Correlation of Education Level with Severity of Gingivitis and Plaque Score



Hina Mahmood1                 BDS, MDS
Faizana Wasiq Khan2        BDS
Manal Raouf 3                    BDS



OBJECTIVE: The objective of this study was to find the correlation of educational level with severity of gingivitis and plaque
score of patients reporting to the OPD of periodontology department.
METHODOLOGY: Cross sectional study was conducted at Islamabad Dental Hospital from May 2018 to May 2019. A total
of 376 patients diagnosed with gingivitis were selected using convenience sampling technique. For correlation, participants
were equally divided into four educational groups categorized as illiterate, primary, secondary and tertiary. Informed consent
was taken from the participants and information regarding socio demographic data and education level was recorded. Oral
examinations included visible plaque index (VPI) by Ainamo & Bay and for severity of gingivitis, modified gingival index
(MGI) by Lobene and Weatherford was used. Severity of gingivitis was categorized into mild, moderate and severe. Visible
plaque score was calculated as percentage on the basis of presence or absence of plaque which was divided into two categories
having plaque score < 30 and plaque score > 30. Correlation was calculated by Spearman's correlation test with statistical
significance < 0.01 at 95% confidence interval.
RESULTS: Results revealed that moderate gingivitis was most prevalent among all four education groups. Highest percentage
of severe gingivitis was observed for illiterate subjects 42(50%) whereas highest percentage of mild gingivitis was observed
for subjects with tertiary education 23(65.7%). For subjects with primary and secondary education moderate gingivitis was
most prevalent with 72(28%). Correlation of education with severity of gingivitis and plaque score was statistically significant
(p-value < 0.01) when spearman's correlation test was applied indicating that as the education level increased severity of
gingivitis and plaque score decreased.
CONCLUSION: Hence it was concluded that low educational status is moderately correlated with poor oral hygiene and high
prevalence of moderate to severe gingivitis making it necessary for the community service programs to inculcate oral health
care workshops in early years of school and to the communities where higher education is far reached.
KEYWORDS: Severity of gingivitis, plaque score, education level
HOW TO CITE: Mahmood H, Khan FW, Raouf M. Correlation of education level with severity of gingivitis and plaque score.
J Pak Dent Assoc 2022;31(1):38-42.
Received: 08 July 2021, Accepted: 16 November 2021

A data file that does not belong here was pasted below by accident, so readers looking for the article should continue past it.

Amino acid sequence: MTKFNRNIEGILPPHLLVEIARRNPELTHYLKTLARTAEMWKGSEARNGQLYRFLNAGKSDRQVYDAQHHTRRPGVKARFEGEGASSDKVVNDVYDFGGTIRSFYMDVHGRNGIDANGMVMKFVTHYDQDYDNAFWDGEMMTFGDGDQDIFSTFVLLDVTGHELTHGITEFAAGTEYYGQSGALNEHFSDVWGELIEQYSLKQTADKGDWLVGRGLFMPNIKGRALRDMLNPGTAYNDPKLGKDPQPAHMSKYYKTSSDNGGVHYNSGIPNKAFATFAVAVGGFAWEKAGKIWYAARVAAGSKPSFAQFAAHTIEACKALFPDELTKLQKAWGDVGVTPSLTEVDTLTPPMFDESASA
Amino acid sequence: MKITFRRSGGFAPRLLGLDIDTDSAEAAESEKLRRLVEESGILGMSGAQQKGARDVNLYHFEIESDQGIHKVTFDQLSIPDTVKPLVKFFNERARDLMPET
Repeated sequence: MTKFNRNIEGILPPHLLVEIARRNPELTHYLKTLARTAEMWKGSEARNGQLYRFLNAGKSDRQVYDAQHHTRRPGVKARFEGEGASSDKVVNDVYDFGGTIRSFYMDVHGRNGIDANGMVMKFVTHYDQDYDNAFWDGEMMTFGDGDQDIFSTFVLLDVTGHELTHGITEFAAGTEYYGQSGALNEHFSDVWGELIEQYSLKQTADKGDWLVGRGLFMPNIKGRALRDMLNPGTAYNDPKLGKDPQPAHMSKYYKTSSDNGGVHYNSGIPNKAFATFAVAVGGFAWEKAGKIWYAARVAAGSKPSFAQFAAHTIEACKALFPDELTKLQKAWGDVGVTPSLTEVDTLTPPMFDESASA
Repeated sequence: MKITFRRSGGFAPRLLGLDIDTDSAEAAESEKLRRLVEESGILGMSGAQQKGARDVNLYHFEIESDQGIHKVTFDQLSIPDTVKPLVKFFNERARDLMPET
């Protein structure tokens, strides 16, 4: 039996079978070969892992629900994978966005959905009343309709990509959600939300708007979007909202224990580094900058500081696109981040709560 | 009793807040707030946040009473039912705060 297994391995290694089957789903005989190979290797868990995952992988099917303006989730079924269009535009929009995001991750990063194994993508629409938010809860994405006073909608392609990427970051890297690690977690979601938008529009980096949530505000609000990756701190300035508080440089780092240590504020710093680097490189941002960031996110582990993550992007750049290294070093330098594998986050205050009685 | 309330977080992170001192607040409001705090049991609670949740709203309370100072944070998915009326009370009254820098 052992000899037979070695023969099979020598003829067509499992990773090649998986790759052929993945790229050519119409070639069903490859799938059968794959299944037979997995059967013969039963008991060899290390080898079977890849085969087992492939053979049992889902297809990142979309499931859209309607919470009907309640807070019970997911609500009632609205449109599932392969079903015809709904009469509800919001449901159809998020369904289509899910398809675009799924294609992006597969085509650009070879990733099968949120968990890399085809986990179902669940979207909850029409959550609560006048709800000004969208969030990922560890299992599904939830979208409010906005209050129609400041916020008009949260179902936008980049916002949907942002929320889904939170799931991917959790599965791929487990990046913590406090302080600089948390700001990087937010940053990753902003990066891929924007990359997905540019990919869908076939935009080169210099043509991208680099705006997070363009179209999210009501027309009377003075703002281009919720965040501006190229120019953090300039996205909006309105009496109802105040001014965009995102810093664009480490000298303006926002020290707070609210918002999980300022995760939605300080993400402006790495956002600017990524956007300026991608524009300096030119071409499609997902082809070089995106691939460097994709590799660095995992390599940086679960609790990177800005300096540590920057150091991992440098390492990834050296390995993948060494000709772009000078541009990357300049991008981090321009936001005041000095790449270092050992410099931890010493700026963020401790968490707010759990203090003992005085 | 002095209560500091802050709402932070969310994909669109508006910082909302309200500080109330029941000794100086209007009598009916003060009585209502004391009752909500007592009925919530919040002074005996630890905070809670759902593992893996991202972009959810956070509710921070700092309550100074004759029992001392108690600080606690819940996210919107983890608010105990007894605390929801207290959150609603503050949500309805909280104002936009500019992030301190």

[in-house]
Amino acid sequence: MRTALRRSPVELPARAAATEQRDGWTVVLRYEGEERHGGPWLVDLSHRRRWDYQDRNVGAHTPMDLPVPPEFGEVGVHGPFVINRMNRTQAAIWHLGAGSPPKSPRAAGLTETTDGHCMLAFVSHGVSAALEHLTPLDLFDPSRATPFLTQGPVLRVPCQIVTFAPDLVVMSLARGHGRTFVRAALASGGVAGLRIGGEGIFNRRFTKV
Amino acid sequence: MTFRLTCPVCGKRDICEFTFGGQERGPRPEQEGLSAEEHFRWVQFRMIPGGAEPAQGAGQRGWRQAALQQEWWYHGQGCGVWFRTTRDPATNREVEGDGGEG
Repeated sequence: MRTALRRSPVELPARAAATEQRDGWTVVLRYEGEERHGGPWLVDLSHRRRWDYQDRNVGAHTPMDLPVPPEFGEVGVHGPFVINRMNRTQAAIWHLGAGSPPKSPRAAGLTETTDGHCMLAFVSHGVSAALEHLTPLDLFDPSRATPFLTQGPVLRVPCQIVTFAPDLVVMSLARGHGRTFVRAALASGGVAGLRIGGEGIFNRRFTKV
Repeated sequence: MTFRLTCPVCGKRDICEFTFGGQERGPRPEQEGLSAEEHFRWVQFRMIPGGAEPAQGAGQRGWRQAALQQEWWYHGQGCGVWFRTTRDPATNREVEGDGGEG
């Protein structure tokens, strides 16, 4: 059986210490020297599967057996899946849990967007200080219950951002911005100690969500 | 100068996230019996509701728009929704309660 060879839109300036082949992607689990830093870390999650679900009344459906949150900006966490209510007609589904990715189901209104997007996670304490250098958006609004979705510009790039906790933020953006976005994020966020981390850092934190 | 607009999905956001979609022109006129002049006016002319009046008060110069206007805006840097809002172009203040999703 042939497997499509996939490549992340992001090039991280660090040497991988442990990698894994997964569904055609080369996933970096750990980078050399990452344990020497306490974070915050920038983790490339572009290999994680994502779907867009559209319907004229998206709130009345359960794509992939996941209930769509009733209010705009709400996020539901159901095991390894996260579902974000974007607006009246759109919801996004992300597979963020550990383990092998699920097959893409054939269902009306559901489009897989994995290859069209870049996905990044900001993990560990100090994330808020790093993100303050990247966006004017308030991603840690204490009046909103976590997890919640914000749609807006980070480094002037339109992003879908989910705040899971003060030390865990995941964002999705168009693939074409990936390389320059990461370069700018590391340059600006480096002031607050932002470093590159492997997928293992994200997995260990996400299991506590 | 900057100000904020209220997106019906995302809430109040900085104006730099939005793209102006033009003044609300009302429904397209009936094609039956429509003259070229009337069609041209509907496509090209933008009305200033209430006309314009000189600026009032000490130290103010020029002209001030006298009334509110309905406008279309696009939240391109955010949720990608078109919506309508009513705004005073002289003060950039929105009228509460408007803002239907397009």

Oral health is an integral component of general health, negligence in it can lead to a variety of dental problems.1 Dental professionals counsel their patients for oral health care and regular oral hygiene maintenance. Oral hygiene is the practice of keeping the oral cavity clean and healthy. Oral health status is greatly influenced by oral hygiene habits which include tooth brushing, use of oral hygiene aids, proper dietary practice and routine dental visits.1
It prevents plaque buildup, calculus and stain formation on teeth.2 Plaque biofilm is a complex community of multiple microorganisms found on a tooth surface. It has been established through clinical studies and microbiological analysis that plaque has a major role in initiation and progression of gingival inflammation as well
as other oral diseases.3 This inflammation remain unresolved as long as this microbial biofilm of plaque is present.4
General and oral health are both affected by the social determinants which include education, poverty, gender and
sustainability as stated by Human Development Index report 2020.5 These determinants have an impact on oral hygiene practices.2 Educational status is an important indicator of the awareness and behavior of the people for oral health.6 Educated individuals tend to have more knowledge about oral diseases, their prevention and are more likely to attend preventive or follow-up visits. They have better oral health status than those individuals who have lower education levels.1 They also comply better with oral health care regimens.6 A study conducted on elderly population of Nigeria reported high scores of plaque index among the individuals with primary education.2 Longitudinal study with span of 32 years found association of education level with brushing habits and revealed high plaque scores among the individuals with low educational levels.7 Gingivitis has been defined as the reversible plaque induced inflammation of the gingiva without detectable bone loss or clinical attachment loss. Clinically it presents as
erythematous, sore, swollen and bleeding gums.8 It effects more than 75% of the population worldwide and is the second most common oral disease.4 Presence of dental plaque is strongly associated with the presence of gingival